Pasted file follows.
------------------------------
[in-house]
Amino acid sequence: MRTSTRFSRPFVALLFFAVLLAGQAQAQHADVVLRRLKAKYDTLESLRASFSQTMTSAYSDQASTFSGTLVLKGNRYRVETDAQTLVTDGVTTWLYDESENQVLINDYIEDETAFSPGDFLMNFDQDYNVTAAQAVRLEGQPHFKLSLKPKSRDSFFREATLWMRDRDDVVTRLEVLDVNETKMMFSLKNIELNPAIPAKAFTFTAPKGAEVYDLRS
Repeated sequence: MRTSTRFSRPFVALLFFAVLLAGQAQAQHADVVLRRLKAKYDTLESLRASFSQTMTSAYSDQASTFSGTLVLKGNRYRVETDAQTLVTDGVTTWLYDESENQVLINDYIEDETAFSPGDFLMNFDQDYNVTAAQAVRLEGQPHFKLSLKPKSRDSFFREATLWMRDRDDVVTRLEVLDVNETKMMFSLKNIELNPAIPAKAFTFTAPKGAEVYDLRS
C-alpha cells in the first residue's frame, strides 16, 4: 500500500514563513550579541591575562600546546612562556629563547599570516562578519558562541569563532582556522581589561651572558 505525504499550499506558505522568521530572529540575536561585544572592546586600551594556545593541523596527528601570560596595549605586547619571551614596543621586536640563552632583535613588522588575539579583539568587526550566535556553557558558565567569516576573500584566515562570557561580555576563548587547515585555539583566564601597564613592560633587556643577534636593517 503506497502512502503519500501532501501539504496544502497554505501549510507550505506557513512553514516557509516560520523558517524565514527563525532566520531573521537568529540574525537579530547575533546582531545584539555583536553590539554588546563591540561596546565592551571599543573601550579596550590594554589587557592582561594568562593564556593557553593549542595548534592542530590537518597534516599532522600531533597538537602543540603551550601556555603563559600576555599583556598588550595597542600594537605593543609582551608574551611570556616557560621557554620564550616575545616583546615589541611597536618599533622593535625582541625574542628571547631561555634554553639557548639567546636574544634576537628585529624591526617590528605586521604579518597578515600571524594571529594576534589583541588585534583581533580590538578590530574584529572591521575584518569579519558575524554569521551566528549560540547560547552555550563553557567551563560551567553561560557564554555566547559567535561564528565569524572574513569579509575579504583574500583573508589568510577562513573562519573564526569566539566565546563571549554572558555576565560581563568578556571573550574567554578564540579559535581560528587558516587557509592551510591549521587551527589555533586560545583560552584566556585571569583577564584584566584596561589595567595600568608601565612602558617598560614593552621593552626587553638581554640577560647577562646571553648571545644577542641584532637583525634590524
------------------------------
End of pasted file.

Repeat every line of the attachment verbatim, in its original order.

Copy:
[in-house]
Amino acid sequence: MRTSTRFSRPFVALLFFAVLLAGQAQAQHADVVLRRLKAKYDTLESLRASFSQTMTSAYSDQASTFSGTLVLKGNRYRVETDAQTLVTDGVTTWLYDESENQVLINDYIEDETAFSPGDFLMNFDQDYNVTAAQAVRLEGQPHFKLSLKPKSRDSFFREATLWMRDRDDVVTRLEVLDVNETKMMFSLKNIELNPAIPAKAFTFTAPKGAEVYDLRS
Repeated sequence: MRTSTRFSRPFVALLFFAVLLAGQAQAQHADVVLRRLKAKYDTLESLRASFSQTMTSAYSDQASTFSGTLVLKGNRYRVETDAQTLVTDGVTTWLYDESENQVLINDYIEDETAFSPGDFLMNFDQDYNVTAAQAVRLEGQPHFKLSLKPKSRDSFFREATLWMRDRDDVVTRLEVLDVNETKMMFSLKNIELNPAIPAKAFTFTAPKGAEVYDLRS
C-alpha cells in the first residue's frame, strides 16, 4: 500500500514563513550579541591575562600546546612562556629563547599570516562578519558562541569563532582556522581589561651572558 505525504499550499506558505522568521530572529540575536561585544572592546586600551594556545593541523596527528601570560596595549605586547619571551614596543621586536640563552632583535613588522588575539579583539568587526550566535556553557558558565567569516576573500584566515562570557561580555576563548587547515585555539583566564601597564613592560633587556643577534636593517 503506497502512502503519500501532501501539504496544502497554505501549510507550505506557513512553514516557509516560520523558517524565514527563525532566520531573521537568529540574525537579530547575533546582531545584539555583536553590539554588546563591540561596546565592551571599543573601550579596550590594554589587557592582561594568562593564556593557553593549542595548534592542530590537518597534516599532522600531533597538537602543540603551550601556555603563559600576555599583556598588550595597542600594537605593543609582551608574551611570556616557560621557554620564550616575545616583546615589541611597536618599533622593535625582541625574542628571547631561555634554553639557548639567546636574544634576537628585529624591526617590528605586521604579518597578515600571524594571529594576534589583541588585534583581533580590538578590530574584529572591521575584518569579519558575524554569521551566528549560540547560547552555550563553557567551563560551567553561560557564554555566547559567535561564528565569524572574513569579509575579504583574500583573508589568510577562513573562519573564526569566539566565546563571549554572558555576565560581563568578556571573550574567554578564540579559535581560528587558516587557509592551510591549521587551527589555533586560545583560552584566556585571569583577564584584566584596561589595567595600568608601565612602558617598560614593552621593552626587553638581554640577560647577562646571553648571545644577542641584532637583525634590524